Cellular stress response: a novel target for chemoprevention and nutritional neuroprotection in aging, neurodegenerative disorders and longevity

Calabrese, Vittorio and Cornelius, Carolin and Mancuso, Cesare and Pennisi, Giovanni and Calafato, Stella and Bellia, Francesco and Bates, Timothy E. and Giuffrida Stella, Anna Maria and Schapira, Tony and Dinkova Kostova, Albena T. and Rizzarelli, Enrico (2008) Cellular stress response: a novel target for chemoprevention and nutritional neuroprotection in aging, neurodegenerative disorders and longevity. Neurochemical Research, 33 (12). pp. 2444-2471. ISSN 0364-3190

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Abstract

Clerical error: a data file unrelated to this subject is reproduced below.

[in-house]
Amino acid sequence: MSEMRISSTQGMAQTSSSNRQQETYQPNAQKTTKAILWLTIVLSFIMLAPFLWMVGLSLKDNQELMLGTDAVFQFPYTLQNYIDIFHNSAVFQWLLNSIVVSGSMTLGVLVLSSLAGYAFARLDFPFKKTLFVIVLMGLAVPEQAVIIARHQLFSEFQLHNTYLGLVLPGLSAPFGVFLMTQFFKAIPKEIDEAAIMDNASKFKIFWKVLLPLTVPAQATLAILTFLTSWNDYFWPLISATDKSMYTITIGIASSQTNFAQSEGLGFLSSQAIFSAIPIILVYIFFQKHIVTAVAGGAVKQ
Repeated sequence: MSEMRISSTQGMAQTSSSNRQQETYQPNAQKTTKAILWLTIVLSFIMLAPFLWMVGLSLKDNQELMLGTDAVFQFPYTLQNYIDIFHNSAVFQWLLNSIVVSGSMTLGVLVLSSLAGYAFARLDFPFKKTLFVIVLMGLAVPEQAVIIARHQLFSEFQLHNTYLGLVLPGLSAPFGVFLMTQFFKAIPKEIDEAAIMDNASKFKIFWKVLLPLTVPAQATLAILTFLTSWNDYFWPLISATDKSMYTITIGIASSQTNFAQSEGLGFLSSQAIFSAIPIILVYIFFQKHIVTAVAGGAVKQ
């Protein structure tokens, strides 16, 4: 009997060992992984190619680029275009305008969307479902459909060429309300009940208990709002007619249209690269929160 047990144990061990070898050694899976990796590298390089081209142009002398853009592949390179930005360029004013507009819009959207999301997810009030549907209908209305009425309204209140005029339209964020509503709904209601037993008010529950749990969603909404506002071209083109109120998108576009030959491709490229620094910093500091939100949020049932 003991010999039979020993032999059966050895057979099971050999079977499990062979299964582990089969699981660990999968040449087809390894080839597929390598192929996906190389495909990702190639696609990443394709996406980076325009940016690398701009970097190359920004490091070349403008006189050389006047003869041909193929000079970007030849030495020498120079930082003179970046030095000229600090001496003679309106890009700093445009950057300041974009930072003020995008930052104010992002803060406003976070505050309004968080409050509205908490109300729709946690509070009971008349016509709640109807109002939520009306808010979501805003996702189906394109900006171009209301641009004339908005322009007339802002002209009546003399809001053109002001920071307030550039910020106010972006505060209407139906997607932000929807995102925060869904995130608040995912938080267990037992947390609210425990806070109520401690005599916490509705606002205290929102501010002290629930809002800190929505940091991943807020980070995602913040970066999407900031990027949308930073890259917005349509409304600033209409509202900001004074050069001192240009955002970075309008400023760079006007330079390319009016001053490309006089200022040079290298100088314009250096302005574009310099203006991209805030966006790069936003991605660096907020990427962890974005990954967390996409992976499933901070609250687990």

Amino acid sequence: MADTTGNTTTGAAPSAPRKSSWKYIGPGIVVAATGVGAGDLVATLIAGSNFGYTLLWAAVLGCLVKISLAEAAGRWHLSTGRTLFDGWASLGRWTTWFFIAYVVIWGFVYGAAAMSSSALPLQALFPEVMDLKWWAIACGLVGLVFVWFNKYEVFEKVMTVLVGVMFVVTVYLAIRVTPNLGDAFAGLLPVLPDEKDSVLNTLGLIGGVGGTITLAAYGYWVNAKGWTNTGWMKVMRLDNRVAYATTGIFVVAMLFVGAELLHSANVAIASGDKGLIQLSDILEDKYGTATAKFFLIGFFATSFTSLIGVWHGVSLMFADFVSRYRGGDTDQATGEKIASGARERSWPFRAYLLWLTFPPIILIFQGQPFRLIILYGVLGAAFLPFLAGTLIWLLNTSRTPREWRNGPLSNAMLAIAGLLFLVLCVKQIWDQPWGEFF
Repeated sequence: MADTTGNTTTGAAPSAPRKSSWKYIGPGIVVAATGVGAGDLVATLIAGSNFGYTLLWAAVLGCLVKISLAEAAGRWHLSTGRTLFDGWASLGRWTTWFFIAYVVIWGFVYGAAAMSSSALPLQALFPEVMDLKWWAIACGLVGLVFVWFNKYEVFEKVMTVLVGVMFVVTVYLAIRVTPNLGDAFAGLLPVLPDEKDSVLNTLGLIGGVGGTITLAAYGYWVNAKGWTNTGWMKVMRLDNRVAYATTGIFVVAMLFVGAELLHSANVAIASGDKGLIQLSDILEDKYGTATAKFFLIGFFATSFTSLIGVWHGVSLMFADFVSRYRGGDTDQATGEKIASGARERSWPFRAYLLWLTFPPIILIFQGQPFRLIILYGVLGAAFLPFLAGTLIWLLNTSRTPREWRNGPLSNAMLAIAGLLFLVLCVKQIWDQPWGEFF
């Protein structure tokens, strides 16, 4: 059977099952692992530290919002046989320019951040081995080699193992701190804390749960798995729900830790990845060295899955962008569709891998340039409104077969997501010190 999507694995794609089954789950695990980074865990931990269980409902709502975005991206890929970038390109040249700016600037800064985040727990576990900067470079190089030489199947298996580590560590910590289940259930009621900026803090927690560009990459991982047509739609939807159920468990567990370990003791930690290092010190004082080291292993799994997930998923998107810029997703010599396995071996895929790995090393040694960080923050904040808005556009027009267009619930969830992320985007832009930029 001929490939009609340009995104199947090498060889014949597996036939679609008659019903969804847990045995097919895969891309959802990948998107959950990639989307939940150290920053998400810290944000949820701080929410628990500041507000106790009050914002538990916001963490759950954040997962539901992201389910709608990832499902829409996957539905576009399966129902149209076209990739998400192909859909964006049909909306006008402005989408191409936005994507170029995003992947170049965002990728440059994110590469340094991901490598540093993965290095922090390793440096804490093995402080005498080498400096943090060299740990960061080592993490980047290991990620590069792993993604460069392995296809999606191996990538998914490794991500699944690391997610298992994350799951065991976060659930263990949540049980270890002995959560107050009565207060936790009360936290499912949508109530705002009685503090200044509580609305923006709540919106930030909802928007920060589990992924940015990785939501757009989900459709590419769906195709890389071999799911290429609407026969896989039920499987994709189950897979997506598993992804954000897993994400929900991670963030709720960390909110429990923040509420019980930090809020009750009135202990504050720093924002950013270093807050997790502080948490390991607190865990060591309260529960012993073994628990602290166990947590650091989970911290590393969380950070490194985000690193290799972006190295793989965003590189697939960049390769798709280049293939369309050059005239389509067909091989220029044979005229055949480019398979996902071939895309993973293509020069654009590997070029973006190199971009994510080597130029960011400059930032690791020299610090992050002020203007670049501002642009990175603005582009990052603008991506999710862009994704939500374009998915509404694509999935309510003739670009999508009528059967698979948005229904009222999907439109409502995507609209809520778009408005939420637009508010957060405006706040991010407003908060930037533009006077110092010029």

The predominant molecular symptom of aging is the accumulation of altered gene products. Moreover, several conditions including protein, lipid or glucose oxidation disrupt redox homeostasis and lead to accumulation of unfolded or misfolded proteins in the aging brain. Alzheimer's and Parkinson's diseases or Friedreich ataxia are neurological diseases sharing, as a common denominator, production of abnormal proteins, mitochondrial dysfunction and oxidative stress, which contribute to the pathogenesis of these so called "protein conformational diseases". The central nervous system has evolved the conserved mechanism of unfolded protein response to cope with the accumulation of misfolded proteins. As one of the main intracellular redox systems involved in neuroprotection, the vitagene system is emerging as a neurohormetic potential target for novel cytoprotective interventions. Vitagenes encode for cytoprotective heat shock proteins (Hsp) Hsp70 and heme oxygenase-1, as well as thioredoxin reductase and sirtuins. Nutritional studies show that ageing in animals can be significantly influenced by dietary restriction. Thus, the impact of dietary factors on health and longevity is an increasingly appreciated area of research. Reducing energy intake by controlled caloric restriction or intermittent fasting increases lifespan and protects various tissues against disease. Genetics has revealed that ageing may be controlled by changes in intracellular NAD/NADH ratio regulating sirtuin, a group of proteins linked to aging, metabolism and stress tolerance in several organisms. Recent findings suggest that several phytochemicals exhibit biphasic dose responses on cells with low doses activating signaling pathways that result in increased expression of vitagenes encoding survival proteins, as in the case of the Keap1/Nrf2/ARE pathway activated by curcumin and NAD/NADH-sirtuin-1 activated by resveratrol. Consistently, the neuroprotective roles of dietary antioxidants including curcumin, acetyl-L-carnitine and carnosine have been demonstrated through the activation of these redox-sensitive intracellular pathways. Although the notion that stress proteins are neuroprotective is broadly accepted, still much work needs to be done in order to associate neuroprotection with specific pattern of stress responses. In this review the importance of vitagenes in the cellular stress response and the potential use of dietary antioxidants in the prevention and treatment of neurodegenerative disorders is discussed.